- Emollients (e.g., docusate or mineral oil), which soften stools, but are less effective than other drugs.
- Stimulants (e.g., senna, bisacodyl, and castor oil), which increase movement of the intestines. These are not suitable for long-term use.
- Prokinetic agents (misoprostol, colchicine, and tegaserod)
Many of these drugs can be used in children, but doses must be adjusted accordingly. Enemas and stimulant laxatives should not be used in infants.
Laxatives are not generally recommended, because they prevent the bowel from recovering normal function and often need to be continued. Although they are generally well tolerated, laxatives may cause abdominal distention, nausea, anorexia, cramps, gas, and (rarely) malabsorption or dangerous chemical imbalances.
- Biofeedback training to exercise the anal musculature and sphincter may be useful in some patients, especially those with pelvic floor muscle dysfunction.
- Rarely, surgery may be an option for patients with severe symptoms.
Physical activity has been shown to be effective to improve symptoms. Individuals who report daily physical activity have roughly half the risk for constipation, compared with those who are least active. When higher levels of both activity and fiber intake are paired, the risk for constipation drops roughly 70 percent, compared with individuals who are least active and eat the least fiber.
Constipation: Nutritional Considerations
- Increasing intake of high-fiber foods: The most common cause of constipation is a diet low in fiber. Fiber is found only in plant-derived foods, such as beans, vegetables, fruits, and whole grains. In contrast, animal-derived foods and heavily processed food products do not contain fiber.
Americans eat an average of 5 to 14 grams of fiber daily, far less than individuals residing in less-developed countries. In persons eating more traditional, higher-fiber diets, constipation is rare. Increasing dietary fiber intake has been shown to improve constipation and significantly reduce the need for laxatives, especially in children, the elderly, and postsurgery patients.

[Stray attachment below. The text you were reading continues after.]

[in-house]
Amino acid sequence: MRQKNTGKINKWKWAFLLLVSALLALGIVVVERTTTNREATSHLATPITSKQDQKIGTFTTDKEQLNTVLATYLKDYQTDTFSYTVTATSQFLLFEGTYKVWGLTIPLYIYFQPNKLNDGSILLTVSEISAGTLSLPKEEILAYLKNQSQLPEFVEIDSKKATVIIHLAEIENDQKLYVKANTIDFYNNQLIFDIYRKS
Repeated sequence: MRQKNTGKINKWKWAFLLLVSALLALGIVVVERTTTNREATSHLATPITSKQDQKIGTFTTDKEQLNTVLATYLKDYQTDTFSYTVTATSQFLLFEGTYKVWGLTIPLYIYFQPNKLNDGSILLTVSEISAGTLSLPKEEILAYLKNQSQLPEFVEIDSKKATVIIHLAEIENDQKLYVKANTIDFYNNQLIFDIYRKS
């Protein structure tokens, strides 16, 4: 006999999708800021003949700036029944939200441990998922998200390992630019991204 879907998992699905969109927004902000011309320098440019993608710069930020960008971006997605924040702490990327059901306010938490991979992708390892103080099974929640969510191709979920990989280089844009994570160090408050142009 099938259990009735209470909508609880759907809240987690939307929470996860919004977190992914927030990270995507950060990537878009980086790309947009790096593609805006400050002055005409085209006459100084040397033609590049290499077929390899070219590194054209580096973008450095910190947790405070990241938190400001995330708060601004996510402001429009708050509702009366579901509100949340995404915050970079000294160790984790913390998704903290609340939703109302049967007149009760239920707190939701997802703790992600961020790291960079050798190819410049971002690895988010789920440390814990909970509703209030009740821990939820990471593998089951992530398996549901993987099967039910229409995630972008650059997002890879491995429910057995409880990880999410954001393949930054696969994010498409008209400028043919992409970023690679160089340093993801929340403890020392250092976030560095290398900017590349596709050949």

Although high-fiber foods should generally be the first choice, some patients may benefit from fiber supplements. Evidence indicates that fiber supplements permit discontinuation of laxatives in about 70 percent of constipated patients. Several types of fiber supplements have been shown to be effective for constipation relief, including psyllium (Metamucil), methylcellulose (Citrucel), and Japanese konjac root (glucomannan).
- Increasing fluid intake: Poor fluid intake is commonly associated with constipation, especially in children. In one study, a combination of 25 grams of fiber and 1.5 to 2.0 liters of fluid daily was more effective treatment for constipation than fiber intake alone.
- Avoiding cow's milk: Many children with chronic constipation have cow's milk allergy. One study showed that up to two-thirds of constipated children with cow's milk sensitivity may have improved symptoms when they remove milk from their diets. Further, a controlled clinical trial found that constipation returned within five to 10 days after reintroduction of cow's milk.
It is important to realize that cow's milk is not the only source of calcium. If poor calcium intake is a concern, calcium-fortified soymilk, rice milk, or juices may be substituted for cow's milk.